Newly elected Democratic members of the House altered their plans for a group dinner planned for Friday night in the Capitol’s Statuary Hall after Democratic leadership faced criticism about the gathering amid a national coronavirus surge.
“Members-elect are now picking up their boxed meals and departing the Capitol. There is no group dinner,” Drew Hammill, a spokesman for House Speaker Nancy Pelosi, tweeted Friday evening.
Pelosi had defended the dinner earlier in the day Friday, telling reporters the venue was “very spaced” and that there were safety protocols in place. “It’s very spaced, we have all the permission and the ventilation from the doctor,” she said.
A senior Democratic aide had told CNN there was enhanced ventilation in the room, that only four members would be at each table, and that the event was happening under the direction of the Office of the Attending Physician.
In an earlier Friday evening tweet, Hammill said: “Our office strictly follows the guidance of the Office of Attending Physician, including for this dinner. To be a further model for the nation, this event has been modified to allow Members-elect to pick up their meals to go in a socially-distanced manner.”
House Minority Leader Kevin McCarthy said Saturday morning that his team was meeting to discuss their plans for an all-member dinner planned for Sunday night in the Capitol.
“But what we did beforehand, we had the medical doctor come in, we put a new vent system in there,” the California Republican told Fox News. “It’s a one-time dinner at the Statuary Hall, and we’ve taken all of the precautions, following the CDC and others of what you can and how you can meet together, and that’s what we’re trying to do, is to secure the safety of every individual.”
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The coronavirus pandemic has continued to worsen and the United States hit a new daily record for new cases on Friday, with at least 154,576 cases reported, according to Johns Hopkins University data.
Pelosi has frequently criticized President Donald Trump for the White House’s handling of the pandemic.
Earlier Friday during her weekly news conference, the California Democrat admonished Republicans to “listen to science on the way to the vaccine” and highlighted the need for isolation and separation.
“Testing, tracing, treatment, mask-wearing, isolation, separation, sanitation all of those things because the sooner we do that and the sooner we have a vaccine, the sooner we crush the virus,” she said. “I hope it would be an incentive for people to follow science.”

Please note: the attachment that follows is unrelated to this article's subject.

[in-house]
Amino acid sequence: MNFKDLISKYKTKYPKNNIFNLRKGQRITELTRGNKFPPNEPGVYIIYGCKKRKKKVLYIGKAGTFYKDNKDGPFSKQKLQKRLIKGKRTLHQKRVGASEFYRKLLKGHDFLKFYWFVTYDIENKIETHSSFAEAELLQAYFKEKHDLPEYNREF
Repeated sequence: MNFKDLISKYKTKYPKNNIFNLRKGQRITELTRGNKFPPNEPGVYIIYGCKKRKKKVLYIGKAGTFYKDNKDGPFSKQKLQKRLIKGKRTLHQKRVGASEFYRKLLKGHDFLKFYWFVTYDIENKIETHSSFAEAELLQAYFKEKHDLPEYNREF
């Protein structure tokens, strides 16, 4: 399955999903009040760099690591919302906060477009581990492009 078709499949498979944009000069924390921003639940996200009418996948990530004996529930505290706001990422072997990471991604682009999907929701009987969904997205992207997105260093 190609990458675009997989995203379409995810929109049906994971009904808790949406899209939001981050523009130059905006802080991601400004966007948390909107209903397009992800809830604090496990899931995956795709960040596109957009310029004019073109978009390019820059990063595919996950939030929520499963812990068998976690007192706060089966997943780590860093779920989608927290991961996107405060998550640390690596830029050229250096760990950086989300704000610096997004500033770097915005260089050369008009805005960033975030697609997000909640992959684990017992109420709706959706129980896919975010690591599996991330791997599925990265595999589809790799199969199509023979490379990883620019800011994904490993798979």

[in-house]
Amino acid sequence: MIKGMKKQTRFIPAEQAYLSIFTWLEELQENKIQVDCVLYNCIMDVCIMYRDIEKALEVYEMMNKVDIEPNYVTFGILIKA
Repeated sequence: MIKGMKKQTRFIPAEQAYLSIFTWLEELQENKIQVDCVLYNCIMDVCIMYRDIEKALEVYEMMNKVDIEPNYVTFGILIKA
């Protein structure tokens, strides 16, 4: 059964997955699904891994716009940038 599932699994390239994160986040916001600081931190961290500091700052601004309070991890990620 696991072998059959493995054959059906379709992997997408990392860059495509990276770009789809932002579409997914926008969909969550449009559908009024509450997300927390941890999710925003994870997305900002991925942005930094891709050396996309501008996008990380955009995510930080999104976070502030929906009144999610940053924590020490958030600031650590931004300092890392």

At a separate news conference on Thursday, Pelosi said of the pandemic and the devastation it has caused, “This is a red alert and all hands on deck, but it should have been a long time ago. The President and the Republicans in Congress have ignored by delay, distortion, denial.”
She went on to say, “Deaths have been caused. And what are they doing now? Continuing to ignore, in spite of these numbers that should be so compelling, that are an imperative for us to act upon this. Every kind of avoidance of taking responsibility has been witnessed. Every chance that we had for testing, tracing, treatment, mask wearing, separation, sanitation, that science tells us to do, they have ignored.”
A group of incoming House Republican freshmen visited the White House Friday night, according to multiple postings CNN has spotted on social media. Among the members-elect were QAnon-promoter Marjorie Taylor Greene of Georgia and Madison Cawthorn of North Carolina, who won the former seat of White House chief of staff Mark Meadows.
The members-elect, who were not wearing masks in most of the photos, got a tour of the White House but did not meet with the President, according to an administration official with knowledge of the President’s schedule.
Politico first reported the visit, and said it was spearheaded by McCarthy. His office declined to give a comment to CNN.
This story has been updated Saturday with additional reporting.